Daryl Ilbury

Archive for the ‘Eish!’ Category

Why context is still King Kong

In Eish!, media on May 26, 2016 at 11:18 am

Kong_oldWhen I was a journalism student, I embraced the mantra ‘content is king, context is King Kong’. This is especially the case in science journalism. Today, as I watch the world of the media mercilessly upended, the essence of context seems even more important, but for a reason possibly lost on many people.

‘Content is king, context is King Kong’ has several meanings – all connected:

  1. The accuracy of content only emerges when examined against the backdrop of the associated context;
  2. Whereas content may be powerful on its own, the significance only emerges when examined against the backdrop of the associated context; and,
  3. If you dig around in the context, you may find more stories.

In essence, it underscores the value of the journalist as a creative but disciplined storyteller, someone who sees the big picture and can therefore present a more comprehensive and accurate portrayal – something that is lost when compressed into a simple soundbite thoughtlessly shared by those not schooled in the rigours of the journalistic regimen.

However, it’s a mantra that’s sounding increasingly faint and anguished. In his excellent book Geeks Bearing Gifts: Imagining New Futures for News, Jeff Jarvis, head of Entrepreneurial Journalism at the City University of New York, paints an excruciatingly frank picture of an industry undergoing dramatic change. In brief, the era of vertically-structured powerful media organisations being the sole creators and gatekeepers of copyrighted content, is collapsing; the organisations desperately scrambling around in the debris for a viable business model.

Stepping in to take their place are myriads of smaller collectives, comprising former consumers hastily generating and sharing their own bite-sized content. Jarvis sees an opportunity for media organisations to tap into that content to learn more about their consumers so they can better serve them. ‘Serve’ is the key phrase here, because Jarvis insists that as content creators, media organisations separate themselves from the public while creating that content before making it public. If they are to survive, they need to adapt to providing a service that taps into, rather than competes with, those collectives.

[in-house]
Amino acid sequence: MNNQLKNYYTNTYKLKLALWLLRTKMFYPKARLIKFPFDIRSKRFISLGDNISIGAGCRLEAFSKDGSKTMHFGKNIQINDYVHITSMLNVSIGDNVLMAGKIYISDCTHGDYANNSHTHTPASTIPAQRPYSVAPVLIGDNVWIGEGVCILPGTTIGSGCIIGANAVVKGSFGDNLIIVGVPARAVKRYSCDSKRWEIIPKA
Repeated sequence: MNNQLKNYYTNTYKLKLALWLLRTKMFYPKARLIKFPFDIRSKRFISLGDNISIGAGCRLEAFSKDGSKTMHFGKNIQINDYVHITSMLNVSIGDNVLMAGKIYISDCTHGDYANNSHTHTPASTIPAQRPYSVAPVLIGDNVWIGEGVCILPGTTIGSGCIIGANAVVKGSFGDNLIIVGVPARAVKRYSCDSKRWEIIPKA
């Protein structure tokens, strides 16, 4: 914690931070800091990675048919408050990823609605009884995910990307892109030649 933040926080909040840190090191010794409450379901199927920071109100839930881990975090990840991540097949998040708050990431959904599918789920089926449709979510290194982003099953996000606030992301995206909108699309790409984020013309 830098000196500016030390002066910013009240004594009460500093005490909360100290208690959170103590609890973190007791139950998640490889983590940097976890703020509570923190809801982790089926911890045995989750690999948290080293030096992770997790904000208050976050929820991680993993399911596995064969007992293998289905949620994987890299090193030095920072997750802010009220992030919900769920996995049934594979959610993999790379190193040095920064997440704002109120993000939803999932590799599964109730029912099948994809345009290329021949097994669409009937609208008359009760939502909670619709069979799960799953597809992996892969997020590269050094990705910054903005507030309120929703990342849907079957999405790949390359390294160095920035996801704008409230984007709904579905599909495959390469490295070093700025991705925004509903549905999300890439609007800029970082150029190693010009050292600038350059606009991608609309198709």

However, I believe there is still a need for journalists to provide context, because without it these ‘new’ media generators and disseminators remain, to varying degrees, in what I call ‘content generation servitude’. Here I draw a distinction between content generation and content creation.

Let me explain through the example of a weather forecaster standing before a map of where you live, and telling you about the weather. You are interested in what the forecast is, so you can generate content, e.g. tweet, “Another sunny and warm day today!” You rely on the forecaster for you to generate that content. However, if the forecaster explains the context of her forecast – why the weather is going to be as it is – it can empower you. You begin to understand the bigger picture, and could get to a stage where you examine the local weather conditions – wind direction, air moisture content, barometric pressure – and forecast the weather yourself, and share that with others, with increasing authority and depth. Your content can become more creative.

Being able to fire off a tweet or share a story in a couple of lines may make you a content generator and disseminator, but it will keep you reliant on other people for content. Being able to see the big picture – knowing and understanding the forces at play – will help you be a better content creator, to tell a richer, more accurate, bigger and more powerful story.

And that’s why context is still King Kong.

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Let’s exorcise anonymity from social media

In Eish!, Fools, media on March 31, 2016 at 1:10 pm

freddy-krueger-vinyl-mask

‘CrispySkin69 has sent you a friend request’

It’s one of Shakespeare’s most enduring lines: “What’s in a name? That which we call a rose”. Perhaps it’s time mainstream media did their best to exorcise unnecessary anonymity from social media.

I have a love-hate relationship with social media. I love the fact it’s encouraging change in the media landscape, but I hate that it’s driven by people generally unqualified to sit behind the wheel; especially mysterious people with unknown qualifications. In fact, I find that quite scary, because in the media a name is important.